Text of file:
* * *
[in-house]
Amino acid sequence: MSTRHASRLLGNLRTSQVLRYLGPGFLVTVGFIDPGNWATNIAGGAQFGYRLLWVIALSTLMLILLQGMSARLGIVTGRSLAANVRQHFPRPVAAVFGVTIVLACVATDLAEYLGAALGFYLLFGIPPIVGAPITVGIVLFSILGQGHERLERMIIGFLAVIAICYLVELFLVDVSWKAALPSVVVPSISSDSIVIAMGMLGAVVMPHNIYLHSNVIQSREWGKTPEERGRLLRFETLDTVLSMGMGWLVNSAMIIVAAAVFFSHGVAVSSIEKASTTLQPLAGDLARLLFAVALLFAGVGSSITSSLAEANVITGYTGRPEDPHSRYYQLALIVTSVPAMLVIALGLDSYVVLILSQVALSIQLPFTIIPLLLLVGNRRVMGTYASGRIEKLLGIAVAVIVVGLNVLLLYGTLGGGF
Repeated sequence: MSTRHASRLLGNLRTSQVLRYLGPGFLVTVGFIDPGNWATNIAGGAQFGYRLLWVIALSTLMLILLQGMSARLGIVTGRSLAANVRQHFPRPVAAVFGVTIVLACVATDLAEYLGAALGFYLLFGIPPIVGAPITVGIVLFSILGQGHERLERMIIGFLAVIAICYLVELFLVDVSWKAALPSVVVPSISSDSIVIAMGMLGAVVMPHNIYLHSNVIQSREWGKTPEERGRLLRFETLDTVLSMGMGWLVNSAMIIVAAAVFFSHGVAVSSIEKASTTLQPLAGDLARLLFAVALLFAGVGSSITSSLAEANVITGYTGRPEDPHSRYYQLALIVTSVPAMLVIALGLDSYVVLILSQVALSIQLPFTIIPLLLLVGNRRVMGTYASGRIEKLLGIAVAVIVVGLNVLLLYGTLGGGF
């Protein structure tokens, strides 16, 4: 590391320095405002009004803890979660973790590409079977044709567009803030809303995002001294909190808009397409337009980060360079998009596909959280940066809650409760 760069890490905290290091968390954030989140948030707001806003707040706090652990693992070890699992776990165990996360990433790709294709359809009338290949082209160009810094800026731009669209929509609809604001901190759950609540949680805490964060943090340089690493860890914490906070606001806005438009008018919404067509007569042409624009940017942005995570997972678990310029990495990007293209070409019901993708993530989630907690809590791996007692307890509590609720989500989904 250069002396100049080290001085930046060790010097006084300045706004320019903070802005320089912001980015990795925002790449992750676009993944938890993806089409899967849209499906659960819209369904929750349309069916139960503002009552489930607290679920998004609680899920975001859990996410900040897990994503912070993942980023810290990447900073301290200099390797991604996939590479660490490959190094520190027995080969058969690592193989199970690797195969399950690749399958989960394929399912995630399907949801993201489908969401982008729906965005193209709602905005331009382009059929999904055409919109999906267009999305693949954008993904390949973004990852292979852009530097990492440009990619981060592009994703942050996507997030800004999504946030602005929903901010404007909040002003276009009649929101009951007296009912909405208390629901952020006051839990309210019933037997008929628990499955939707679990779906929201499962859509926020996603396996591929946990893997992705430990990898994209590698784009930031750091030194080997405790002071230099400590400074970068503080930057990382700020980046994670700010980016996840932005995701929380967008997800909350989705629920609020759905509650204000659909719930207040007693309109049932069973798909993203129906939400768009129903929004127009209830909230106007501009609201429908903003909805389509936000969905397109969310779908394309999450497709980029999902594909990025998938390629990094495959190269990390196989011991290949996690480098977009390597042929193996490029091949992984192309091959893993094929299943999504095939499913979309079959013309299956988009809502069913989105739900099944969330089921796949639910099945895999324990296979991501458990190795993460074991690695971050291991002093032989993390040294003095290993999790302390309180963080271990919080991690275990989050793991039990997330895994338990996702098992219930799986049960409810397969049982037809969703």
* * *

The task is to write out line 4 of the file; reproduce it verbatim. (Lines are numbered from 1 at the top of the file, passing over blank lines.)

């Protein structure tokens, strides 16, 4: 590391320095405002009004803890979660973790590409079977044709567009803030809303995002001294909190808009397409337009980060360079998009596909959280940066809650409760 760069890490905290290091968390954030989140948030707001806003707040706090652990693992070890699992776990165990996360990433790709294709359809009338290949082209160009810094800026731009669209929509609809604001901190759950609540949680805490964060943090340089690493860890914490906070606001806005438009008018919404067509007569042409624009940017942005995570997972678990310029990495990007293209070409019901993708993530989630907690809590791996007692307890509590609720989500989904 250069002396100049080290001085930046060790010097006084300045706004320019903070802005320089912001980015990795925002790449992750676009993944938890993806089409899967849209499906659960819209369904929750349309069916139960503002009552489930607290679920998004609680899920975001859990996410900040897990994503912070993942980023810290990447900073301290200099390797991604996939590479660490490959190094520190027995080969058969690592193989199970690797195969399950690749399958989960394929399912995630399907949801993201489908969401982008729906965005193209709602905005331009382009059929999904055409919109999906267009999305693949954008993904390949973004990852292979852009530097990492440009990619981060592009994703942050996507997030800004999504946030602005929903901010404007909040002003276009009649929101009951007296009912909405208390629901952020006051839990309210019933037997008929628990499955939707679990779906929201499962859509926020996603396996591929946990893997992705430990990898994209590698784009930031750091030194080997405790002071230099400590400074970068503080930057990382700020980046994670700010980016996840932005995701929380967008997800909350989705629920609020759905509650204000659909719930207040007693309109049932069973798909993203129906939400768009129903929004127009209830909230106007501009609201429908903003909805389509936000969905397109969310779908394309999450497709980029999902594909990025998938390629990094495959190269990390196989011991290949996690480098977009390597042929193996490029091949992984192309091959893993094929299943999504095939499913979309079959013309299956988009809502069913989105739900099944969330089921796949639910099945895999324990296979991501458990190795993460074991690695971050291991002093032989993390040294003095290993999790302390309180963080271990919080991690275990989050793991039990997330895994338990996702098992219930799986049960409810397969049982037809969703």